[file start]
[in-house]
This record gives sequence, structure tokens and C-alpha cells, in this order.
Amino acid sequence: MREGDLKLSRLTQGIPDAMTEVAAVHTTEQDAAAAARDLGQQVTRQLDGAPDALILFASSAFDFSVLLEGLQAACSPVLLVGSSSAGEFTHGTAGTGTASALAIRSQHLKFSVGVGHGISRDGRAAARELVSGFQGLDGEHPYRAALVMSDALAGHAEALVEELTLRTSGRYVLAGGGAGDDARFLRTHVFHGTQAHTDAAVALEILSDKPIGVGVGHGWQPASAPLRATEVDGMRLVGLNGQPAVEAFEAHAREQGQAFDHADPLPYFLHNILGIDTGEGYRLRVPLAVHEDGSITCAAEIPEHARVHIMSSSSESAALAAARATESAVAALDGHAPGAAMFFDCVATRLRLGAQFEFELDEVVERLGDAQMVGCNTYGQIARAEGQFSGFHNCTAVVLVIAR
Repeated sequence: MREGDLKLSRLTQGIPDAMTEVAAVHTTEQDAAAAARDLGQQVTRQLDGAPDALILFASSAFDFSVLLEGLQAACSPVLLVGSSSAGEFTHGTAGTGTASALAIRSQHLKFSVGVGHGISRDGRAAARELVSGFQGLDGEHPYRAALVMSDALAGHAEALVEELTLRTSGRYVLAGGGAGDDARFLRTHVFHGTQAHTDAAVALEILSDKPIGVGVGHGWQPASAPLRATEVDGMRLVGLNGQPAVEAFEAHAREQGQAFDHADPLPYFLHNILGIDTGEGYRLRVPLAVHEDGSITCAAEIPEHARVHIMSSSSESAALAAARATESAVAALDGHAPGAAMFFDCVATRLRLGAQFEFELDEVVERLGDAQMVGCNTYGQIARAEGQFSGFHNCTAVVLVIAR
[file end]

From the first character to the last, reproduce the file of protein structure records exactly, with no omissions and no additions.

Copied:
[in-house]
This record gives sequence, structure tokens and C-alpha cells, in this order.
Amino acid sequence: MREGDLKLSRLTQGIPDAMTEVAAVHTTEQDAAAAARDLGQQVTRQLDGAPDALILFASSAFDFSVLLEGLQAACSPVLLVGSSSAGEFTHGTAGTGTASALAIRSQHLKFSVGVGHGISRDGRAAARELVSGFQGLDGEHPYRAALVMSDALAGHAEALVEELTLRTSGRYVLAGGGAGDDARFLRTHVFHGTQAHTDAAVALEILSDKPIGVGVGHGWQPASAPLRATEVDGMRLVGLNGQPAVEAFEAHAREQGQAFDHADPLPYFLHNILGIDTGEGYRLRVPLAVHEDGSITCAAEIPEHARVHIMSSSSESAALAAARATESAVAALDGHAPGAAMFFDCVATRLRLGAQFEFELDEVVERLGDAQMVGCNTYGQIARAEGQFSGFHNCTAVVLVIAR
Repeated sequence: MREGDLKLSRLTQGIPDAMTEVAAVHTTEQDAAAAARDLGQQVTRQLDGAPDALILFASSAFDFSVLLEGLQAACSPVLLVGSSSAGEFTHGTAGTGTASALAIRSQHLKFSVGVGHGISRDGRAAARELVSGFQGLDGEHPYRAALVMSDALAGHAEALVEELTLRTSGRYVLAGGGAGDDARFLRTHVFHGTQAHTDAAVALEILSDKPIGVGVGHGWQPASAPLRATEVDGMRLVGLNGQPAVEAFEAHAREQGQAFDHADPLPYFLHNILGIDTGEGYRLRVPLAVHEDGSITCAAEIPEHARVHIMSSSSESAALAAARATESAVAALDGHAPGAAMFFDCVATRLRLGAQFEFELDEVVERLGDAQMVGCNTYGQIARAEGQFSGFHNCTAVVLVIAR